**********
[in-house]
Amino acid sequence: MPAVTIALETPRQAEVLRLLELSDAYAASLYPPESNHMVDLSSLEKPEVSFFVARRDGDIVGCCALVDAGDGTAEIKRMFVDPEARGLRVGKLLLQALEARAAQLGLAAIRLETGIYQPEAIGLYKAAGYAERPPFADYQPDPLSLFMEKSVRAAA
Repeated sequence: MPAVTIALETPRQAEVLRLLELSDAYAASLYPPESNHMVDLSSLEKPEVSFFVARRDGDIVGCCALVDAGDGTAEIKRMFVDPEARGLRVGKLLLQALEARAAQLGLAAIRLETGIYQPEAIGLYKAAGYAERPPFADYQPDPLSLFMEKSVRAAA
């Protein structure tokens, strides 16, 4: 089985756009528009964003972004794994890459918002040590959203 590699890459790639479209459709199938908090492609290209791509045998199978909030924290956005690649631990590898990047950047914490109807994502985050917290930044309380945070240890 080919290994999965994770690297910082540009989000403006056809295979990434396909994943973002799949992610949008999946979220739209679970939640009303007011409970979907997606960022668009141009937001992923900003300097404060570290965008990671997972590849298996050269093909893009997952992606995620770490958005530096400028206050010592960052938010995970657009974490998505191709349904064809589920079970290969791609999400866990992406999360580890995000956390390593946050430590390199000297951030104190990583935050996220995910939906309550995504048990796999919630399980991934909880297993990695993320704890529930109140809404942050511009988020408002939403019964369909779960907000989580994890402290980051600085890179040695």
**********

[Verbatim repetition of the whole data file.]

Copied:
[in-house]
Amino acid sequence: MPAVTIALETPRQAEVLRLLELSDAYAASLYPPESNHMVDLSSLEKPEVSFFVARRDGDIVGCCALVDAGDGTAEIKRMFVDPEARGLRVGKLLLQALEARAAQLGLAAIRLETGIYQPEAIGLYKAAGYAERPPFADYQPDPLSLFMEKSVRAAA
Repeated sequence: MPAVTIALETPRQAEVLRLLELSDAYAASLYPPESNHMVDLSSLEKPEVSFFVARRDGDIVGCCALVDAGDGTAEIKRMFVDPEARGLRVGKLLLQALEARAAQLGLAAIRLETGIYQPEAIGLYKAAGYAERPPFADYQPDPLSLFMEKSVRAAA
């Protein structure tokens, strides 16, 4: 089985756009528009964003972004794994890459918002040590959203 590699890459790639479209459709199938908090492609290209791509045998199978909030924290956005690649631990590898990047950047914490109807994502985050917290930044309380945070240890 080919290994999965994770690297910082540009989000403006056809295979990434396909994943973002799949992610949008999946979220739209679970939640009303007011409970979907997606960022668009141009937001992923900003300097404060570290965008990671997972590849298996050269093909893009997952992606995620770490958005530096400028206050010592960052938010995970657009974490998505191709349904064809589920079970290969791609999400866990992406999360580890995000956390390593946050430590390199000297951030104190990583935050996220995910939906309550995504048990796999919630399980991934909880297993990695993320704890529930109140809404942050511009988020408002939403019964369909779960907000989580994890402290980051600085890179040695």